The fact is that the big breweries really know their stuff, but they choose to brew what 95 percent of the public wants to buy. Their decisions are based on basic economic principles that drive the world. Some past experimental brews from the corporate R&D facility of a rather large brewery located along the Mississippi River were truly exceptional beers. Included was a doppel bock, a barleywine aged in French oak, and a dry-hopped IPA. These beers will never be sold commercially because the market is too small, but they proved that these companies can do about anything they want.
Learn how the big breweries do what they do and you are sure to pick up some useful information. This doesn't mean you need to start brewing light beer at home, but many of the techniques used by the big breweries are pretty slick and can give homebrewers new ideas.
- Sharpen Your Palate
It's hard to be critical of your own beer. After all, the whole idea is to brew beer at home that you like. Being your own worst critic can be very discouraging at times, but it is also key to improvement.
There are many things a brewer can learn from books, magazines, and experience. When it comes to tasting, however, a training program organized by a knowledgeable and experienced taster is essential. Training programs use flavor standards to illustrate aromas like diacetyl, acetaldehyde, isovaleric acid (cheesy hops), oxidized, DMS, and others. It is very hard to educate your palate without learning to identify the aromas typically encountered in beer.
Once your palate is sharpened, then the connection between ingredients, process, and flavor can be made. This is perhaps the single most important skill required to be an excellent brewer.
- Experiment with Raw Materials
Knowing how different malts, hops, yeast, and water affect flavor, color, and the brewing process (for example, rye and lautering) is essential. This knowledge is useful when formulating new recipes or modifying a recipe you want to try. One of the ingredients that is interesting to play with is malt. Although all crystal malts are made using a similar process, malts from different malt houses have different flavors. Exposing yourself to a wide variety of maltsters is a great way of discovering subtle and interesting flavors. When you are tasting beers and wondering where a particular flavor came from, often you will discover a certain malt was the key to reproducing the flavor.
The same reasoning can be applied to hops, yeast, and water. Knowing your hops is especially useful when you are forced to substitute one variety for another. It also comes in handy when you are formulating a new recipe: You can smell and taste the hop flavor you desire, and need to decide what variety (or varieties) to use to get that flavor. One of the rewards of knowing your ingredients is the ability to create a signature flavor in your beers.
- Take the Consistency Challenge
One of the great benefits to homebrewing is having the freedom to brew just about anything, anytime. Commercial brewers, especially those who began as homebrewers, are envious of this creative freedom. One drawback to creative freedom is that many homebrewers are constantly trying different recipes and rarely brew the same beer over and over again.
Choose one of your favorite brews to become a stock beer. The challenge is to brew the same beer several times to test your ability to be consistent. Once you become consistent, you can then move on to making very small changes in your stock beer recipe and procedure to learn how to fine-tune a beer. This can be a very valuable learning tool since it enables you to demonstrate how certain ingredients and techniques affect the finished beer.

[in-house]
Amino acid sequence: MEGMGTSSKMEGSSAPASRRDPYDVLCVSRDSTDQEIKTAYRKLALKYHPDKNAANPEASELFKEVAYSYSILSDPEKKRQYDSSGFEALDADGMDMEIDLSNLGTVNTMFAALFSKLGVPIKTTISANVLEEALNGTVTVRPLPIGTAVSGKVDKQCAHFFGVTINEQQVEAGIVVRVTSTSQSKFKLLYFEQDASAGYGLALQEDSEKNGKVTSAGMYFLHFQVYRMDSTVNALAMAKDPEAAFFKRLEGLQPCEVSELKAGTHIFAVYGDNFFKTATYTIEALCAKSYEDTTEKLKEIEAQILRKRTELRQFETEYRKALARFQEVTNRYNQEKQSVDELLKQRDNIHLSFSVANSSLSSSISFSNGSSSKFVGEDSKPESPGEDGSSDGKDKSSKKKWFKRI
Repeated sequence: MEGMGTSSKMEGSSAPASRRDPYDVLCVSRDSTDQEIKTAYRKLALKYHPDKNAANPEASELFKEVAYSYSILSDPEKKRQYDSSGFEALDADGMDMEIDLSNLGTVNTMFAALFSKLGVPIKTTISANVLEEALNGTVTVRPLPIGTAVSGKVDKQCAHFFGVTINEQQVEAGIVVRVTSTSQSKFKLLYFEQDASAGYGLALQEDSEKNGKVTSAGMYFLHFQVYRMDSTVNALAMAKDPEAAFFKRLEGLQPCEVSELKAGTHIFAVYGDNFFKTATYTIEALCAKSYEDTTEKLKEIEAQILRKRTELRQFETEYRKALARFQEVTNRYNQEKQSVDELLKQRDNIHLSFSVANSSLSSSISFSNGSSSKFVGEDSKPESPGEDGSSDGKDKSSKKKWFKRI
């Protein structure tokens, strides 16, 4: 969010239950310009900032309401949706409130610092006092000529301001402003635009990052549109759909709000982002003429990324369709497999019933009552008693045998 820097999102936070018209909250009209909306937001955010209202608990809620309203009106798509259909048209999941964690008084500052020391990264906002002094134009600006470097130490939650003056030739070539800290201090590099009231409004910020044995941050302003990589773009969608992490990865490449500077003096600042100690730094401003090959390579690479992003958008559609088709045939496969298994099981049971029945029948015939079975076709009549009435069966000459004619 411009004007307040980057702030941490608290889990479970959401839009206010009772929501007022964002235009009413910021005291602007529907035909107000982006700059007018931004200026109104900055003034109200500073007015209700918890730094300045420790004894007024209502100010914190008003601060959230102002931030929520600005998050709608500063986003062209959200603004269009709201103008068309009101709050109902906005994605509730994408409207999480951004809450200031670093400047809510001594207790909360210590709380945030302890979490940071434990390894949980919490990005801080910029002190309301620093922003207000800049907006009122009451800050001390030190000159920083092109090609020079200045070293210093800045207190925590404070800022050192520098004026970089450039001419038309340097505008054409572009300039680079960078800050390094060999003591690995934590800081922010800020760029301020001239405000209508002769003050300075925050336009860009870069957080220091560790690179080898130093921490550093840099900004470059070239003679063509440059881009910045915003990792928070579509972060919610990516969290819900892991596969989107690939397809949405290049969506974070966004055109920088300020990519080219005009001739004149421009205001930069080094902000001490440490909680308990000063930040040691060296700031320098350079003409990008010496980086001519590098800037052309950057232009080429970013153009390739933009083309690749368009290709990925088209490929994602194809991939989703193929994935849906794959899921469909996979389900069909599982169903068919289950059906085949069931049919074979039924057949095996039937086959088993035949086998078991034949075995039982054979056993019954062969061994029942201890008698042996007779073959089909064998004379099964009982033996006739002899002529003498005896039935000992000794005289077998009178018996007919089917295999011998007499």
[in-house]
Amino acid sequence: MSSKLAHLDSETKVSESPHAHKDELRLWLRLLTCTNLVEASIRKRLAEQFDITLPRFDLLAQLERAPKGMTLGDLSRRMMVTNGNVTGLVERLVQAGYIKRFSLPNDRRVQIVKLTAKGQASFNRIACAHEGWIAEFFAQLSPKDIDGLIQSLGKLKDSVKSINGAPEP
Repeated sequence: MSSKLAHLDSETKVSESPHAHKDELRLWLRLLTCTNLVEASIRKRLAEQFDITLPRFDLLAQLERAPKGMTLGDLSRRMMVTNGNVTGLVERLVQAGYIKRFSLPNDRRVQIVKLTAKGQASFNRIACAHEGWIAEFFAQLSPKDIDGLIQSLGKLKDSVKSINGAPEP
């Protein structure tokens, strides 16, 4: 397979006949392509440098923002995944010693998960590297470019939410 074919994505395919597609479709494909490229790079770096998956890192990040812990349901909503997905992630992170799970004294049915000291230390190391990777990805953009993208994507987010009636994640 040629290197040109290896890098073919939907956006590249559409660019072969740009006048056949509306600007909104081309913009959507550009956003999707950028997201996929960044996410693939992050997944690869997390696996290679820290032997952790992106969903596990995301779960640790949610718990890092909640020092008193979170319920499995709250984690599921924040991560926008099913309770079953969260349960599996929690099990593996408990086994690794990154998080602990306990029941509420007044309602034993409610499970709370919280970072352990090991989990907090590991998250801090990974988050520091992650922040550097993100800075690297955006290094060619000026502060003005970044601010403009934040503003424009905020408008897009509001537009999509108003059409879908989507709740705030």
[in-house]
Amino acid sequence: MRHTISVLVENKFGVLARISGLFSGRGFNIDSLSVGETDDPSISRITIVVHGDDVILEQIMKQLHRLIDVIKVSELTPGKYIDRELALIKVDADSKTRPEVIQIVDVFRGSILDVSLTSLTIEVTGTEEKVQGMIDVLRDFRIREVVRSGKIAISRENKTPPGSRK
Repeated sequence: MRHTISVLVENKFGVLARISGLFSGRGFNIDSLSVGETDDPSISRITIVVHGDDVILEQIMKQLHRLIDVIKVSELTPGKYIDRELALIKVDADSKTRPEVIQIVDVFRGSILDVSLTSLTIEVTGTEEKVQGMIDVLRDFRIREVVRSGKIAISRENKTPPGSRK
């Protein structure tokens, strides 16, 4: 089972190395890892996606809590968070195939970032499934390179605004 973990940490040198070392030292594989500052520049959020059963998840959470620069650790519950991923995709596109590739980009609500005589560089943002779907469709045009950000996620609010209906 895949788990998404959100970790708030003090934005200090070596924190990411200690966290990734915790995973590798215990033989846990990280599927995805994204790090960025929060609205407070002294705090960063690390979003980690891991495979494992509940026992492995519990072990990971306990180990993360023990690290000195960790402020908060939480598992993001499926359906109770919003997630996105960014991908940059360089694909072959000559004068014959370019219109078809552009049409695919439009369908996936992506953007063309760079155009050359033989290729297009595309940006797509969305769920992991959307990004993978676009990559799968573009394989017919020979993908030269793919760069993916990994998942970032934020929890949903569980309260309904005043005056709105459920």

If you decide to give this idea a try, you can do some informal sensory-evaluation panels with your brewing pals to assess how similar your stock beer is from batch to batch. A blind tasting is also a good way to test your palate; for example, if you
and your brewing partner are tasting a beer from the same batch and bottle, and find yourselves describing significant differences, someone probably needs a bit more sensory training.
Brewing shares many common traits with cooking, including recipes. Recipes are an excellent method of communicating the particulars of how something is made. This is great for restaurants that need to deliver the same plate of pasta day after day.
Cooks use recipes, but a real chef will use a recipe as a very general guideline in an attempt to put his own twist on another's idea.
Brewing works the same way. Beginner and intermediate brewers find comfort in recipes because they minimize the risk of a design flaw. Let's face it: Some blends of malt, hops, yeast, and water can make for some pretty nasty brews. Advanced brewers eventually grow out of recipes because recipes are, by definition, restrictive.
Learn to read a recipe in general terms. Evaluate the ratios of the various specialty malts and the hopping schedule. Your experience may throw a flag that you are not going to like the flavor produced by the recipe. Then look at the mash profile.
Does it fit with how your system is designed? If not, change it!
Similarly, don't worry too much about details like mash thickness, sparge temperature, and the nitty-gritties of fermentation and aging in a recipe. When you see a recipe, you should take a hard look at the malts, the original gravity, the bitterness, and the type of beer. You will have your own methods of mashing, sparging, fermenting, and aging and are usually not going to change your brewing process for most recipes. On the other hand, you should definitely look at information that pertains to the beer's flavor. An example is a very warm fermentation temperature or a certain yeast strain that produces a special flavor.
Ashton Lewis is brewmaster at the Springfield (Missouri) Brewing Company. He holds an MS in brewing science from the University of California at Davis, and is BYO's technical editor.